K-drama ● Review: W – Two Worlds Apart
English Title: W – Two Worlds Apart
Korean Title: 더블유
Director(s): Jeong Dae-yun
Screenwriter(s): Song Jae-jung
Studio: Chorokbaem Media Released: 2016
Runtime: 16 episodes, ~1h each.
Starring: Han Hyo-joo, Lee Jong-suk, Kim Eui-sung
My Verdict: Amusing series as the main character is dragged into the webtoon world. Excessive plot conveniences but still enjoyable.
● Kang Chul (Lee Jong-suk) was an Olympic gold medalist in 50m pistol shooting. One night, when he was not at home, his family was murdered and he was convicted as the murderer. One year later, his conviction was overturned. Ten years later, he is head of JN Global and a multimillionaire, determined to catch his family’s murderer.
● Kang Chul is actually the main character of the webtoon W by Oh Sung-moo (Kim Eui-sung), a popular series that has been running for years. His daughter Oh Yeon-joo (Han Hyo-joo) is a surgeon and, one night, at the point in the webtoon when Kang Chul has been stabbed, she is dragged into his world and she saves his life.
● Travelling to alternate realities is hardly a new idea but the series handles this well enough, at least initially. Despite the author wanting to finish off Kang Chul and the webtoon, he just refuses to die. Oh Yeon-joo, who is a fan, continually travels between the real world and the webtoon world and tries to help Kang Chul. It is intriguing and even trippy as the events in the webtoon world are translated to the page in the real world.
● Without elaborating and therefore spoiling the series, certain elements of the webtoon have not been planned out. This is an obvious joke on writers who don’t plan out their work and this lack of direction is a problem the characters from both worlds have to face. This is fine in itself since it is part of the story. However, this goes on for too long and the story relies too much on certain plot conveniences. Up to a point, it is part of the joke but the problematic lack of direction within the webtoon then extends to the series as a whole. In this sense, the series loses momentum but there is constant action and obstacles the main characters have to face, so it is at least amusing in that regard.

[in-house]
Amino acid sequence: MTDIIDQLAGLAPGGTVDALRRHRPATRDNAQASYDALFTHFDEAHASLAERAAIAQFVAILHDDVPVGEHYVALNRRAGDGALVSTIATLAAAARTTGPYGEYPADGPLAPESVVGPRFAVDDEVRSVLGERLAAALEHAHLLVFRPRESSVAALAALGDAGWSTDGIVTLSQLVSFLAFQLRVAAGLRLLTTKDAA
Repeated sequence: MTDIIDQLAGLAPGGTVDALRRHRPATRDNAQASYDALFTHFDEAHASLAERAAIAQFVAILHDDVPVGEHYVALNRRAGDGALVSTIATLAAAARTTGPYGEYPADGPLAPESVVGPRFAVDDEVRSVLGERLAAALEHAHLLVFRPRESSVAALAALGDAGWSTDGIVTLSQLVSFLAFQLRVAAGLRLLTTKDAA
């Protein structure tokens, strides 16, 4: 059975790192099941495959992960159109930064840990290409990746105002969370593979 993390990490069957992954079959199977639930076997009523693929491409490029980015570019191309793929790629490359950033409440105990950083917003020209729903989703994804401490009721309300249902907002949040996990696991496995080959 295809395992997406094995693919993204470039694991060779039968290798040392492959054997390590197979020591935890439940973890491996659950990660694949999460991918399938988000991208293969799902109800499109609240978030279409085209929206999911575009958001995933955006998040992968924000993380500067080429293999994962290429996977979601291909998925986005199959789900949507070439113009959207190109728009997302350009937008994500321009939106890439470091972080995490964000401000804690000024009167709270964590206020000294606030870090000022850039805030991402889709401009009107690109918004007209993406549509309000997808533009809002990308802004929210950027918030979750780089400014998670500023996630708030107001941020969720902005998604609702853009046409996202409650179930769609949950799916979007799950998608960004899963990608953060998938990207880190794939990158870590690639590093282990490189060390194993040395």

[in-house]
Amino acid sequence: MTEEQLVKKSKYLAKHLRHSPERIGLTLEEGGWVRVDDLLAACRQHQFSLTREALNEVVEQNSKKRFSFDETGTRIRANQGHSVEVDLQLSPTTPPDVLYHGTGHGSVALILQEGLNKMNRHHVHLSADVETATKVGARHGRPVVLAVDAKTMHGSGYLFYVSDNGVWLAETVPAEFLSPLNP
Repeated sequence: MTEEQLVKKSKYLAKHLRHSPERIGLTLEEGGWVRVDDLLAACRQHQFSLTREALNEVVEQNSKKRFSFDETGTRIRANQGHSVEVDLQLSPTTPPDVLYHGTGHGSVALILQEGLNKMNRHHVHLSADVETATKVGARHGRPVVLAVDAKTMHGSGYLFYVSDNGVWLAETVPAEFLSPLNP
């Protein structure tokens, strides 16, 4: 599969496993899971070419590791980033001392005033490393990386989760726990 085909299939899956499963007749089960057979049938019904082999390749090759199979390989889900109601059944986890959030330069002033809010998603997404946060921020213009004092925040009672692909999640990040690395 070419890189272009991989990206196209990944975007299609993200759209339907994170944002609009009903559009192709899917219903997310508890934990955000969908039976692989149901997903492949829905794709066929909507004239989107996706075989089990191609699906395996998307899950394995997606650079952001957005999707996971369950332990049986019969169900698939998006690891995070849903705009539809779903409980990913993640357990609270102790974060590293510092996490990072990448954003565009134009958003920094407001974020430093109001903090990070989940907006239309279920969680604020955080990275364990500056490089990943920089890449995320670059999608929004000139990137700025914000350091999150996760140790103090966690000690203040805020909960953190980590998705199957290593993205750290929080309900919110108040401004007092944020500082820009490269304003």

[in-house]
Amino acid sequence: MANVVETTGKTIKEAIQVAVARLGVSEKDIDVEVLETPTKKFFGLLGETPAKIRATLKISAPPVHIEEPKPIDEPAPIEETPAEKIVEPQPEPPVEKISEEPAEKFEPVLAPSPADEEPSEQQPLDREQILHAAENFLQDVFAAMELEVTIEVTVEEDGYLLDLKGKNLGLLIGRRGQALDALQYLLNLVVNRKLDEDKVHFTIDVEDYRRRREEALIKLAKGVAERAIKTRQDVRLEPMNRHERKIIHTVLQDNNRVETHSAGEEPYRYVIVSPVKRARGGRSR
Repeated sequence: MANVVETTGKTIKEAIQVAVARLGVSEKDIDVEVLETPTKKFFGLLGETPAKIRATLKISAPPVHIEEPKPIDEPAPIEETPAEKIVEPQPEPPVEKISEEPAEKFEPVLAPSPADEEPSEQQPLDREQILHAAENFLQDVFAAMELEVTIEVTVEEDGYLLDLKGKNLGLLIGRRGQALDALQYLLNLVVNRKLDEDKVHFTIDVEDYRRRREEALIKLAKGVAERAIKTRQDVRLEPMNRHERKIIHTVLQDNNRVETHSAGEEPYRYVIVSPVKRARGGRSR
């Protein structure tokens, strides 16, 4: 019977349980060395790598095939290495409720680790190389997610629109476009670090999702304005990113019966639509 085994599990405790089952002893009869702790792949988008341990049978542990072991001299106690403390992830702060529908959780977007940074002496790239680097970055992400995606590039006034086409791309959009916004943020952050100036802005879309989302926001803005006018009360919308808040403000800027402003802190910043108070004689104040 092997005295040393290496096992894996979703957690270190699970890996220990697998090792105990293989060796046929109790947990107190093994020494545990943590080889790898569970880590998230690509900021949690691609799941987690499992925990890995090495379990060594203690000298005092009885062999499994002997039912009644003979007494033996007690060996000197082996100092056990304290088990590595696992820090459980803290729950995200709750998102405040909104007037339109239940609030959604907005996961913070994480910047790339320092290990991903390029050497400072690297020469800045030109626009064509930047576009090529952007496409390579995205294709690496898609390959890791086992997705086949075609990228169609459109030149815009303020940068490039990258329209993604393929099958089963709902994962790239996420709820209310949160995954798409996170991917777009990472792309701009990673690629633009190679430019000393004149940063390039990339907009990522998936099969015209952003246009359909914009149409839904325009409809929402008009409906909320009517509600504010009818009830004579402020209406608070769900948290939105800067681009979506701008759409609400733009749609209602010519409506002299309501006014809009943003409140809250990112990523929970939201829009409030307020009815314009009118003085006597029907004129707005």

● Some may consider the characters to be insufficiently complex. But since they are generally relatable and it is arguably a plot-driven series, this is not a huge problem. Of course, there could be more character development but at least it avoids the pretentious over-emphasis on characters and their relationships. For example, the romance between Kang Chul and Oh Yeon-joo is thankfully not overdone. If anything, it could be a little stronger.
● Visually, the series is also thankfully not pretentious. It is not over-stylized. The colors, lighting and editing are fitting. The elements that are stylized, and they have to be given the nature of the series, are the comic panels of the characters and their environment. These are nicely rendered. The transitions between photorealism and comic art are also excellent. They occur often enough but are not overused.
● Despite the flaws in plot progression—that is, it relies too much on plot conveniences—the series is entertaining and enjoyable.
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